On January 14, 2019 — 23 years after his death in prison — Grover Thompson was granted executive clemency based on actual innocence by outgoing Illinois Gov. Bruce Rauner. Grover was wrongfully convicted in 1981 and died in prison 15 years later. His is the first posthumous exoneration in Illinois and, as of January 2019, only the 21st such exoneration nationwide, as documented by the National Registry of Exonerations.
On September 7, 1981, 46-year-old Grover was traveling by bus from his sister’s house in Milwaukee to visit family in Mississippi and stopped to rest in a Mount Vernon, Illinois, post office lobby. He had learned from experience that post office lobbies made good places to rest — they were always open and climate-controlled.
That evening, Ida White, a 72-year-old widow living in an apartment building across the street from the post office, was attacked by a man who had entered her apartment earlier through the bathroom window. As White entered the bathroom and pulled back the shower curtain she was stabbed repeatedly in the abdomen. A neighbor, Barney Bates, heard her screams and pushed open the door connecting his apartment with hers. Bates said the perpetrator escaped through the bathroom window, which would have involved leaping onto the toilet and out a window 5 feet above.
Bates described the perpetrator as being a black male with a rough face and facial hair. Mount Vernon police quickly set their sights on Grover, who they found sleeping in the post office shortly after the attack. Police told Bates they had a suspect and took him to the police station for a line-up. Grover was the only person in the line-up yet it took Bates 15 minutes to positively identify him. Despite that no physical evidence ever linked Grover to the crime, he was not wearing clothing that fit the description of the attacker and he could not physically have committed the crime due to a disabled leg, Grover was wrongfully convicted of attempted murder and sentenced to 40 years in prison. His appeal was denied and he died in prison in 1996.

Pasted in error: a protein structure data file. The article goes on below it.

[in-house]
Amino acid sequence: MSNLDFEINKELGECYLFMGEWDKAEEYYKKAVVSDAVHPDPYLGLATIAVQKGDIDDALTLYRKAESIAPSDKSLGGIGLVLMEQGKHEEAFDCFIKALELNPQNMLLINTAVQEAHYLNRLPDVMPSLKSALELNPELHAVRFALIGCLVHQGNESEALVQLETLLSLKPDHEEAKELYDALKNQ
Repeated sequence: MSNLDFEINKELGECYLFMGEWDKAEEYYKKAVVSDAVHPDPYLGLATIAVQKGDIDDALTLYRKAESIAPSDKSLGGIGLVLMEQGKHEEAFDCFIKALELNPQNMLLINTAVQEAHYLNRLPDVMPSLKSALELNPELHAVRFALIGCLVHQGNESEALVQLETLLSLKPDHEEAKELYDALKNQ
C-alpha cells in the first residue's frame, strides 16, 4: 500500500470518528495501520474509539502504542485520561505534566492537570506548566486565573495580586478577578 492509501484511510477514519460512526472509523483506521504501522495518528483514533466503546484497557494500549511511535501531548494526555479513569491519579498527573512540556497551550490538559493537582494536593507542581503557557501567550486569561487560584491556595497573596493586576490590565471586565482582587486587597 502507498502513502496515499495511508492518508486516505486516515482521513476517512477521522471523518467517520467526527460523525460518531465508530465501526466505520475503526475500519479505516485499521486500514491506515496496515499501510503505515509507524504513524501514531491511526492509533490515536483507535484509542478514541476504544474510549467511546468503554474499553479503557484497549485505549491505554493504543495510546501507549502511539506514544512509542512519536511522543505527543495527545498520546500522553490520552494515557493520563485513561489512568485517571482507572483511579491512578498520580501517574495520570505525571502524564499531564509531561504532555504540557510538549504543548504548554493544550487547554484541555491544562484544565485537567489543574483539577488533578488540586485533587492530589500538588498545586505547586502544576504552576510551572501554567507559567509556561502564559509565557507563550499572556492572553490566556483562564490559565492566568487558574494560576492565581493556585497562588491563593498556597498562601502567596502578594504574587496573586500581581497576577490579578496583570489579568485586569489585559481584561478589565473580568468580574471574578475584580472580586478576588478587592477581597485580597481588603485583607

Years later, Lt. Paul Echols (retired), of the Carbondale, Illinois, Police Department, was instrumental in uncovering Grover’s innocence. While investigating several cold case murders in Carbondale, Lt. Echols and Detective Jimmy Smith, of Cape Girardeau, Missouri, obtained a confession from serial rapist and murderer Tim Krajcir for the crime Grover had been wrongfully convicted of. Krajcir, who was sometimes mistaken for a dark-complexioned man, provided a detailed and accurate account of what happened that night, including a sketch of the bathroom.
Thompson’s case caught the attention of two Southern Illinois University (SIU) School of Law students working for the Illinois Innocence Project. In 2011, Thompson’s nephew, S.T. Jamison, and the Illinois Innocence Project filed an Executive Clemency Petition with the Illinois Prisoner Review Board asking for Thompson’s posthumous exoneration. No one opposed the petition. Illinois Gov. Bruce Rauner, denied Thompson’s exoneration without explanation in December 2015.
Lt. Echols details Grover’s story in chapter 21 (titled “Another Victim”) of his book “In Cold Pursuit: My Hunt for Timothy Krajcir – The Notorious Serial Killer.” All proceeds from the book support the Nine Angels Memorial Scholarship at Southern Illinois University, named for the victims of serial killer Krajcir.